News

Report: User Passwords Not Sophisticated Enough

Trustwave's 2012 Global Security Report, a comprehensive look at the security landscape, includes a section on passwords that delves into weaknesses in user behavior, administrative policy and the technologies used to manage passwords.

The company's SpiderLabs studied 2.5 million passwords used at organizations and found that about 5 percent of them used a variation on "password," such as "Password1," "Password2," "Passw0rd," "Password123," and plain old "password." Another popular one was variations on "welcome," such as "WeIcome," "Welcome1," and so on. And the always-reliable "123456" made an appearance, too.

Why? One reason, the report states, is that password management systems allow it, especially when set to their lowest level of complexity.

For the study, the lab team focused on Windows Active Directory, since just about every organization uses it to store user accounts. The default settings for AD require that passwords be at least six characters long and contain characters from at least three of five categories: uppercase, lowercase, numerals between 0 and 9, special characters, and Unicode characters. It also requires that the password not contain three or more characters from the user's name.

Users will chose the path of least resistance, particularly if they have to remember a password, so they'll usually choose the easier three categories: upper- and lowercase letters and throw in a number. Hence, a lot of "Password1" — which, the report points out, meets the same complexity requirements as "X$nc*(24," or any other combination that makes use of all five categories.

And even though most organizations require that passwords be changed every so often, Windows AD's default settings don't forbid changing to similar passwords, so a user can change "Password1" to "Password2" to "Password3," the report states.

When people aren't falling back on "password" and "welcome" variations, they still tend to build their passwords around common, correctly spelled English words. Popular sources of passwords included months of the year, U.S. states, the seasons and names found in the list of the top 100 babies' names for 2011.

And they don't mix it up much with special characters. Of Trustwave's list of the 25 most common passwords, only one — "[email protected]"— contained a special character. Such passwords are not only vulnerable to a dictionary attack but fairly easy to guess outright.

But there are things administrators and users can do to make them better, Trustwave says.

"The solution to password security starts with eliminating weaker, older and insecure technologies," the report states. "In the case of Windows AD, the use of LAN Manager for password storage simply needs to go."

LAN Manager was originally used as a hashing algorithm for pre-Windows NT systems, and even though Microsoft disabled it starting with the Vista and Server 2008 operating systems, it still is common with XP and Server 2003 systems.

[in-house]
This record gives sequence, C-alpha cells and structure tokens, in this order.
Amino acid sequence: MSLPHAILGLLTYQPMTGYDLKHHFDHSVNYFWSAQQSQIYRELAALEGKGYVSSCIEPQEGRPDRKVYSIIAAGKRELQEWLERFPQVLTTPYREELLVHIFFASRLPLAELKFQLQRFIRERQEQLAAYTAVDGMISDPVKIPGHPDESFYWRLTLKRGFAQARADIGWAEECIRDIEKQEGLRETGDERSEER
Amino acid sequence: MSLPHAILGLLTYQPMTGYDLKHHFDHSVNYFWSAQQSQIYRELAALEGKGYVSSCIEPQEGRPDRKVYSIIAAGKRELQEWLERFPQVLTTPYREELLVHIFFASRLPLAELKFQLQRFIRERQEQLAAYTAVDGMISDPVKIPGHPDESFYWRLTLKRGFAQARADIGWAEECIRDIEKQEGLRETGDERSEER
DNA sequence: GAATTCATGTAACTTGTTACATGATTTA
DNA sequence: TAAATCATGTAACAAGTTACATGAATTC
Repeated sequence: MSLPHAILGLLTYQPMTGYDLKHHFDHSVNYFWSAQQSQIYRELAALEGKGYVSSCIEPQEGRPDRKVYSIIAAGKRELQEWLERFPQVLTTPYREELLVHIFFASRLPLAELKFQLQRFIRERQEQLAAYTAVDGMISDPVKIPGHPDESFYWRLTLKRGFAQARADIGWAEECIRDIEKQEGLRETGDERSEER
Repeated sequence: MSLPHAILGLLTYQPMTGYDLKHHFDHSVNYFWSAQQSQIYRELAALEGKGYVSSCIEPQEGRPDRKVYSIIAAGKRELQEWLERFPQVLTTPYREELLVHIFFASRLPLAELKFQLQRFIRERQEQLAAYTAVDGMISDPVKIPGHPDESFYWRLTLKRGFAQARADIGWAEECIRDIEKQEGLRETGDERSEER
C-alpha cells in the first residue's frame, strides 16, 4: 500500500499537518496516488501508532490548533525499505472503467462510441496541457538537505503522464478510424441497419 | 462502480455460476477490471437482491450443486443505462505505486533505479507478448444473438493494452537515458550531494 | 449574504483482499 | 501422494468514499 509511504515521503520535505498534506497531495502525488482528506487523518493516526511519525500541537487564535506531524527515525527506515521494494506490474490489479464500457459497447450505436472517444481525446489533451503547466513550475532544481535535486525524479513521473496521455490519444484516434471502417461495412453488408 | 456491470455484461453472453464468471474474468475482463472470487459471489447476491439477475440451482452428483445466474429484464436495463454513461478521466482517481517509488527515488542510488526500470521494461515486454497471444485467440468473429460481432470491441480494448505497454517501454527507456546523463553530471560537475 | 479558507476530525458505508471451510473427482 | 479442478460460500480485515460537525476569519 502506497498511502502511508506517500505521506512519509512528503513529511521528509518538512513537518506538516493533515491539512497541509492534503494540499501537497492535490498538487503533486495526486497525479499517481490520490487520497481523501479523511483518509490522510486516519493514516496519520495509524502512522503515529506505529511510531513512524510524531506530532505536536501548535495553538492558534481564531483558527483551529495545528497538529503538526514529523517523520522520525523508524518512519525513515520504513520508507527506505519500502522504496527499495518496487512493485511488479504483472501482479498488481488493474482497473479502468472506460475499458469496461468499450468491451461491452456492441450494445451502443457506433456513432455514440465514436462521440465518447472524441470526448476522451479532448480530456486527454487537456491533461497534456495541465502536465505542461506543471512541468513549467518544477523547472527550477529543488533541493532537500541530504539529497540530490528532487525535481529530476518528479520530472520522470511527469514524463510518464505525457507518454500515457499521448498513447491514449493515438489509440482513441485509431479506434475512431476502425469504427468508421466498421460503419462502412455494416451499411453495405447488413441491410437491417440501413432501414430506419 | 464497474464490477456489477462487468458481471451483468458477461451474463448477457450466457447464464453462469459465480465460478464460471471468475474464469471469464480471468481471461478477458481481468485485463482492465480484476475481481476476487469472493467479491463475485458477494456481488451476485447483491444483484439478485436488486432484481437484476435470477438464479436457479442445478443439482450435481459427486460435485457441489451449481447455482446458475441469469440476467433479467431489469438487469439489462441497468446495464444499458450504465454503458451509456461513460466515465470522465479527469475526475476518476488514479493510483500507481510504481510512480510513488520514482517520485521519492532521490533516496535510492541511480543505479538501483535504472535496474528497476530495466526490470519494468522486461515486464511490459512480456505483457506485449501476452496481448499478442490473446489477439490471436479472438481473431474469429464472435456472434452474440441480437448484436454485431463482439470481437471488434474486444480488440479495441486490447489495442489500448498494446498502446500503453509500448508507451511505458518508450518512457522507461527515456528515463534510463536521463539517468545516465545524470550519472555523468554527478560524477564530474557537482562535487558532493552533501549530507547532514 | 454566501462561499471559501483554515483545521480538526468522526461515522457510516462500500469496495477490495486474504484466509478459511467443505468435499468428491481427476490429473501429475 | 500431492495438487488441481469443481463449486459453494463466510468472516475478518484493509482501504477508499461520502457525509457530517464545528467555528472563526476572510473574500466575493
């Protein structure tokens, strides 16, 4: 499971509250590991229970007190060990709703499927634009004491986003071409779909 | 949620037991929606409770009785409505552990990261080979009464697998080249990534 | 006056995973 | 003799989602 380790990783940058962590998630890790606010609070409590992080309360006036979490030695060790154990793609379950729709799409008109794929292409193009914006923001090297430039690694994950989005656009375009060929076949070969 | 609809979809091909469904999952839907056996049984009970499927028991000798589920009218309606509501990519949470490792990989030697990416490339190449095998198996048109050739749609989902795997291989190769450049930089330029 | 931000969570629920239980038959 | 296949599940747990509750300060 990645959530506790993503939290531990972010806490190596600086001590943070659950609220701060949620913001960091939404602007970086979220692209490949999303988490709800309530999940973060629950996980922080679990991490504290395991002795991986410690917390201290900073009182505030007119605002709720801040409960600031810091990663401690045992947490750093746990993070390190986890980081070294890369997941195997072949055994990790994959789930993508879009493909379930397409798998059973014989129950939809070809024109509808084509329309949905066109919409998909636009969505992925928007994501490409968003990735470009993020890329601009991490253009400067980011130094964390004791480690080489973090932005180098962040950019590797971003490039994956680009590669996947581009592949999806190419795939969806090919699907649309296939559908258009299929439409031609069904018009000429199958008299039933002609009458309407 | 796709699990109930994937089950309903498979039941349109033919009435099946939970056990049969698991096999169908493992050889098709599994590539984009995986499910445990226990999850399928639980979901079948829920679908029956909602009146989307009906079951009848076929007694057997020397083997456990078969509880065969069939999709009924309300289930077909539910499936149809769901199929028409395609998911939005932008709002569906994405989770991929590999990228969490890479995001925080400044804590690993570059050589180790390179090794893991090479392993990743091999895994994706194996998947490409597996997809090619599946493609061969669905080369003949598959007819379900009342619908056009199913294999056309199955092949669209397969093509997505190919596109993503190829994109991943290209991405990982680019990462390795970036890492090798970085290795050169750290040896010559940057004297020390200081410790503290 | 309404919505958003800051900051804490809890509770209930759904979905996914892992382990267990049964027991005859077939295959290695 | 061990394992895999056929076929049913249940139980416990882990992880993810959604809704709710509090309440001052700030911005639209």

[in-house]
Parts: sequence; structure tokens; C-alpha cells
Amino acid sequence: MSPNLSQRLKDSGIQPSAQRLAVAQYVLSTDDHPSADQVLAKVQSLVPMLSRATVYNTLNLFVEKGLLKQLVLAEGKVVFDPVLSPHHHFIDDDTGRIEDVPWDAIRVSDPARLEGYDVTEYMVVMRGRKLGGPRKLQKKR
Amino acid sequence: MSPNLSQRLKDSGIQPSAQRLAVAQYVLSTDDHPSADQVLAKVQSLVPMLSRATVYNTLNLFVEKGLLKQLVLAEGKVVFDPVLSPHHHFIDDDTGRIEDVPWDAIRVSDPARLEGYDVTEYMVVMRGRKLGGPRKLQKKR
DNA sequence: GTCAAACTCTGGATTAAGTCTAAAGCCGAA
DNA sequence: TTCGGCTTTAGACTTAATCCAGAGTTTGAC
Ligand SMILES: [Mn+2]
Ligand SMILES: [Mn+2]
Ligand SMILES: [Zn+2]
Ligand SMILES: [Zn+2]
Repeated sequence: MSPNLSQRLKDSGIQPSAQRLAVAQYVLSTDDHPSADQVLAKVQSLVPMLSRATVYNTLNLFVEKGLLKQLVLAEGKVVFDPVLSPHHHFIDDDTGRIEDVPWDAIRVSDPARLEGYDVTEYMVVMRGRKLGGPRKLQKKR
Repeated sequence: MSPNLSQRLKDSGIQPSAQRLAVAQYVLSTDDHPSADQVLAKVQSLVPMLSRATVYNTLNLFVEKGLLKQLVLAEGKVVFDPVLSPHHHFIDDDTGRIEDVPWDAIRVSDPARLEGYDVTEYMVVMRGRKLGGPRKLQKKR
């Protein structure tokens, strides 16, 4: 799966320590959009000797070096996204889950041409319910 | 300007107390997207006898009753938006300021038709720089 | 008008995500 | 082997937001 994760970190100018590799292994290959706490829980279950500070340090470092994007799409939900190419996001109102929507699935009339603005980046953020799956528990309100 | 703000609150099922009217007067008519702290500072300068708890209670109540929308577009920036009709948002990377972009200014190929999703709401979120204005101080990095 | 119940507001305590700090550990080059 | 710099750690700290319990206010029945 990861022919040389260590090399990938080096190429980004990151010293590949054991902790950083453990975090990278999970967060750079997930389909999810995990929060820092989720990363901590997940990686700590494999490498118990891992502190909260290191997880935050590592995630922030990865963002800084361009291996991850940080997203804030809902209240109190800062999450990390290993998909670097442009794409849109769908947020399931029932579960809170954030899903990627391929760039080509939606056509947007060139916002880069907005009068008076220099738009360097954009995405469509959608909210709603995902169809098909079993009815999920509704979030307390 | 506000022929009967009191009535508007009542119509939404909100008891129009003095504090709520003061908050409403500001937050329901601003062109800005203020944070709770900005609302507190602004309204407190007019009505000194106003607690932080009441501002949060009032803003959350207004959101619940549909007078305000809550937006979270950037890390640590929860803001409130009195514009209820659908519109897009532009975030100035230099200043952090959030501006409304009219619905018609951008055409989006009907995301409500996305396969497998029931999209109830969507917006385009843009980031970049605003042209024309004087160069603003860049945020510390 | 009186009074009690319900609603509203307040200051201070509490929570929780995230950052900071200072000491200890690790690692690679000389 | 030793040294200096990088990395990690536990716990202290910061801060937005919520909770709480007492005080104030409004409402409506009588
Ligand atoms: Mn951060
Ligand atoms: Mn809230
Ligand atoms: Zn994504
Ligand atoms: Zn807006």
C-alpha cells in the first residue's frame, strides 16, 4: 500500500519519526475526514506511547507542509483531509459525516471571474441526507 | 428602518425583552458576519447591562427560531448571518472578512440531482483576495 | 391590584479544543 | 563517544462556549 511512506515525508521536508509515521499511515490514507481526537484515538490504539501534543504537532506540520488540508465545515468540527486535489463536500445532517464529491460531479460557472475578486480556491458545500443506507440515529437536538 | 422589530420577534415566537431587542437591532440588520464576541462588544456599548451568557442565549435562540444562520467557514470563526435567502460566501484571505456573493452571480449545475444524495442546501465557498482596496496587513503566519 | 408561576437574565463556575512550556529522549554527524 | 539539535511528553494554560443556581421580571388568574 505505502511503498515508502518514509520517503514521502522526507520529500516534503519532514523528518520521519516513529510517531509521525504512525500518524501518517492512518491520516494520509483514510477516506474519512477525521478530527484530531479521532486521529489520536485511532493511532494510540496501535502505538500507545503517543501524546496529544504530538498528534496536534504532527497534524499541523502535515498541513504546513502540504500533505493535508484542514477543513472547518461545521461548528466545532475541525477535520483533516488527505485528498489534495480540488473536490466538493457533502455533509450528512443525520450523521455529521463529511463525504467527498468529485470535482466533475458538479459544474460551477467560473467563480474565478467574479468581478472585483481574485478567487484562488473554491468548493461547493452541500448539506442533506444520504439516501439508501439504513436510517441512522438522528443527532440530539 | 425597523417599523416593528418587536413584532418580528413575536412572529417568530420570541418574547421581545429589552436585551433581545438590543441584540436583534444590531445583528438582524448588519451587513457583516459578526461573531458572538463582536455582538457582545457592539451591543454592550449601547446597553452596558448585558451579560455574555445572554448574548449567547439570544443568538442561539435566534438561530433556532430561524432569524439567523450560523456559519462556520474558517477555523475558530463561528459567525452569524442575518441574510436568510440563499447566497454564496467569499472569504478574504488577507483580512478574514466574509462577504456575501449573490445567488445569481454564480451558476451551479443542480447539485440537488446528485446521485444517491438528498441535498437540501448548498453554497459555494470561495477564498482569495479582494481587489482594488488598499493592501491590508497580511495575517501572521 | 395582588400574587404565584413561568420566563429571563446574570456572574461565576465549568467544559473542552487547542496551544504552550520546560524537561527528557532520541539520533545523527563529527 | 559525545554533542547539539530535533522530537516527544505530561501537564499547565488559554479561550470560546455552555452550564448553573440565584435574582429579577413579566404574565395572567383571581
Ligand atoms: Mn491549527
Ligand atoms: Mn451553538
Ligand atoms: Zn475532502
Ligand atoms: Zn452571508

For Windows systems, Trustwave recommends using NT Hash-based storage, which allows for a larger, 128-bit key space and Unicode. The report also recommends using third-party cryptographic tools of the kind available in Unix systems.

And users who want better complexity in a password they can still remember need to go long. "[I]t's time to stop thinking of passwords as words, and more as phrases," the report states.

"Given that many rainbow tables have reached eight to nine or more characters for recovering NT passwords, length is one of the few effective constraints left," the report's authors write. As a result, "ThisIsMyPasswordNoReallyItIs" becomes more effective than "X$nc*(24" — and is easier to remember, to boot.

Based on the evidence to date, it appears that bad password will be with us for as long as people have to create and remember them. But, Trustwave's report states, improved storage methods and better policies for choosing passwords could do a lot to ameliorate the problem.

About the Author

Kevin McCaney is the managing editor of Government Computer News.

Featured

  • Surface and ARM: Why Microsoft Shouldn't Follow Apple's Lead and Dump Intel

    Microsoft's current Surface flagship, the Surface Pro X, already runs on ARM. But as the ill-fated Surface RT showed, going all-in on ARM never did Microsoft many favors.

  • IT Security Isn't Supposed To Be Easy

    Joey explains why it's worth it to endure a little inconvenience for the long-term benefits of a password manager and multifactor authentication.

  • Microsoft Makes It Easier To Self-Provision PCs via Windows Autopilot When VPNs Are Used

    Microsoft announced this week that the Windows Autopilot service used with Microsoft Intune now supports enrolling devices, even in cases where virtual private networks (VPNs) might get in the way.

  • Most Microsoft Retail Locations To Shut Down

    Microsoft is pivoting its retail operations to focus more on online sales, a plan that would mean the closing of most physical Microsoft Store locations.

comments powered by Disqus

Office 365 Watch

Sign up for our newsletter.

Terms and Privacy Policy consent

I agree to this site's Privacy Policy.